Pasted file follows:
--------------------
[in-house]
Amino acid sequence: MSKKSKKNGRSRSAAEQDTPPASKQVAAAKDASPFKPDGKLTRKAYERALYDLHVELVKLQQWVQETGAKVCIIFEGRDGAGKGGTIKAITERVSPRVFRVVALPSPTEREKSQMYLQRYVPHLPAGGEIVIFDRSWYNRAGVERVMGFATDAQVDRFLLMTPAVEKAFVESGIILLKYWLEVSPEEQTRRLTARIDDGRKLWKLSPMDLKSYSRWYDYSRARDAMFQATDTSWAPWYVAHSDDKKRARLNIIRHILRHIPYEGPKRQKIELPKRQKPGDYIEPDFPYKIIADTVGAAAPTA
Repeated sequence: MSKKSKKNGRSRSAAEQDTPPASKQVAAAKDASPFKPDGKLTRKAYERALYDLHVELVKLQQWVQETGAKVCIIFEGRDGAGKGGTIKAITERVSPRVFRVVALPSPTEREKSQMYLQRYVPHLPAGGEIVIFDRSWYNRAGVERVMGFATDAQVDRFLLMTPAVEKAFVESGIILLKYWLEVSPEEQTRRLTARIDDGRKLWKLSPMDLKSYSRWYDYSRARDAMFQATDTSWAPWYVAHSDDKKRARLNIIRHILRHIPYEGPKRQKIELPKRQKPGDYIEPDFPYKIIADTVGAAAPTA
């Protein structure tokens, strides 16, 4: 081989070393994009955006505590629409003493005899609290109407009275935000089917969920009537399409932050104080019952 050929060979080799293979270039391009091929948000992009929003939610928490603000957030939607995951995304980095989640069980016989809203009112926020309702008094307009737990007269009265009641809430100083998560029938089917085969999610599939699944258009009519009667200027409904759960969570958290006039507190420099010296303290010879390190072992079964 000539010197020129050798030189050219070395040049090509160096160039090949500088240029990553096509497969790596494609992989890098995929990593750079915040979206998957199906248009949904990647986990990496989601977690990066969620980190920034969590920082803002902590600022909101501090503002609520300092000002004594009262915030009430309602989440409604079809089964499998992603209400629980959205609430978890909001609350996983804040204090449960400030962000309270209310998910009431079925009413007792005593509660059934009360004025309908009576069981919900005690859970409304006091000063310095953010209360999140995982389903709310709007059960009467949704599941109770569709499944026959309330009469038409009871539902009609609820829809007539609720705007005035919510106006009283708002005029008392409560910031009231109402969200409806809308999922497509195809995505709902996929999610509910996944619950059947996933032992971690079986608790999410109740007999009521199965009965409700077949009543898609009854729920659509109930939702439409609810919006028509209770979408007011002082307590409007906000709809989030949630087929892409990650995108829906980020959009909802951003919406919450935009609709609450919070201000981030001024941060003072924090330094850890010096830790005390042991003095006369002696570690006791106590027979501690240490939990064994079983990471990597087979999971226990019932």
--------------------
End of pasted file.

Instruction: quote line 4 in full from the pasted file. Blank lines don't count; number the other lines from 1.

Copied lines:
């Protein structure tokens, strides 16, 4: 081989070393994009955006505590629409003493005899609290109407009275935000089917969920009537399409932050104080019952 050929060979080799293979270039391009091929948000992009929003939610928490603000957030939607995951995304980095989640069980016989809203009112926020309702008094307009737990007269009265009641809430100083998560029938089917085969999610599939699944258009009519009667200027409904759960969570958290006039507190420099010296303290010879390190072992079964 000539010197020129050798030189050219070395040049090509160096160039090949500088240029990553096509497969790596494609992989890098995929990593750079915040979206998957199906248009949904990647986990990496989601977690990066969620980190920034969590920082803002902590600022909101501090503002609520300092000002004594009262915030009430309602989440409604079809089964499998992603209400629980959205609430978890909001609350996983804040204090449960400030962000309270209310998910009431079925009413007792005593509660059934009360004025309908009576069981919900005690859970409304006091000063310095953010209360999140995982389903709310709007059960009467949704599941109770569709499944026959309330009469038409009871539902009609609820829809007539609720705007005035919510106006009283708002005029008392409560910031009231109402969200409806809308999922497509195809995505709902996929999610509910996944619950059947996933032992971690079986608790999410109740007999009521199965009965409700077949009543898609009854729920659509109930939702439409609810919006028509209770979408007011002082307590409007906000709809989030949630087929892409990650995108829906980020959009909802951003919406919450935009609709609450919070201000981030001024941060003072924090330094850890010096830790005390042991003095006369002696570690006791106590027979501690240490939990064994079983990471990597087979999971226990019932």